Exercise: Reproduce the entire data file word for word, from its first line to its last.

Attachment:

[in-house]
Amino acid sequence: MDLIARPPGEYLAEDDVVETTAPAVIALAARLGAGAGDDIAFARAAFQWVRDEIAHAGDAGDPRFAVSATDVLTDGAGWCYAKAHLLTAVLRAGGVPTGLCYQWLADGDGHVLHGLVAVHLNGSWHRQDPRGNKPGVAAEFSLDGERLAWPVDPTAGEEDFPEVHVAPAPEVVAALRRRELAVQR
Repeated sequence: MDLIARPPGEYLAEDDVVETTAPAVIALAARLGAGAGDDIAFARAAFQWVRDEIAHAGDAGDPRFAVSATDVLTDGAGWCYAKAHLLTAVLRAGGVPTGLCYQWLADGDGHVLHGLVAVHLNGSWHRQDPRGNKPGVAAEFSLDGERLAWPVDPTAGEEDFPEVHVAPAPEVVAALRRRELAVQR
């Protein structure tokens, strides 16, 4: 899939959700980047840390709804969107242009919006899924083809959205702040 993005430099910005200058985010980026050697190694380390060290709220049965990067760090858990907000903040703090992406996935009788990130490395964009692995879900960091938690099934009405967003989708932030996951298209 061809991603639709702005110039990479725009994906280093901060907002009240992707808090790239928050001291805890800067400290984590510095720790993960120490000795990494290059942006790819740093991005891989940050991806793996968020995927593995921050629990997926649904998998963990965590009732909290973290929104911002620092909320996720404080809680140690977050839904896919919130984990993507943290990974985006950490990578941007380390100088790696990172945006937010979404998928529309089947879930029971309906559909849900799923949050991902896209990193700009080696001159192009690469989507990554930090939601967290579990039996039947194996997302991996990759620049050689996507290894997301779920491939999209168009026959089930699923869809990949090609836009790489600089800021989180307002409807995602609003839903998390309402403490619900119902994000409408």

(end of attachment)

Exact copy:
[in-house]
Amino acid sequence: MDLIARPPGEYLAEDDVVETTAPAVIALAARLGAGAGDDIAFARAAFQWVRDEIAHAGDAGDPRFAVSATDVLTDGAGWCYAKAHLLTAVLRAGGVPTGLCYQWLADGDGHVLHGLVAVHLNGSWHRQDPRGNKPGVAAEFSLDGERLAWPVDPTAGEEDFPEVHVAPAPEVVAALRRRELAVQR
Repeated sequence: MDLIARPPGEYLAEDDVVETTAPAVIALAARLGAGAGDDIAFARAAFQWVRDEIAHAGDAGDPRFAVSATDVLTDGAGWCYAKAHLLTAVLRAGGVPTGLCYQWLADGDGHVLHGLVAVHLNGSWHRQDPRGNKPGVAAEFSLDGERLAWPVDPTAGEEDFPEVHVAPAPEVVAALRRRELAVQR
């Protein structure tokens, strides 16, 4: 899939959700980047840390709804969107242009919006899924083809959205702040 993005430099910005200058985010980026050697190694380390060290709220049965990067760090858990907000903040703090992406996935009788990130490395964009692995879900960091938690099934009405967003989708932030996951298209 061809991603639709702005110039990479725009994906280093901060907002009240992707808090790239928050001291805890800067400290984590510095720790993960120490000795990494290059942006790819740093991005891989940050991806793996968020995927593995921050629990997926649904998998963990965590009732909290973290929104911002620092909320996720404080809680140690977050839904896919919130984990993507943290990974985006950490990578941007380390100088790696990172945006937010979404998928529309089947879930029971309906559909849900799923949050991902896209990193700009080696001159192009690469989507990554930090939601967290579990039996039947194996997302991996990759620049050689996507290894997301779920491939999209168009026959089930699923869809990949090609836009790489600089800021989180307002409807995602609003839903998390309402403490619900119902994000409408």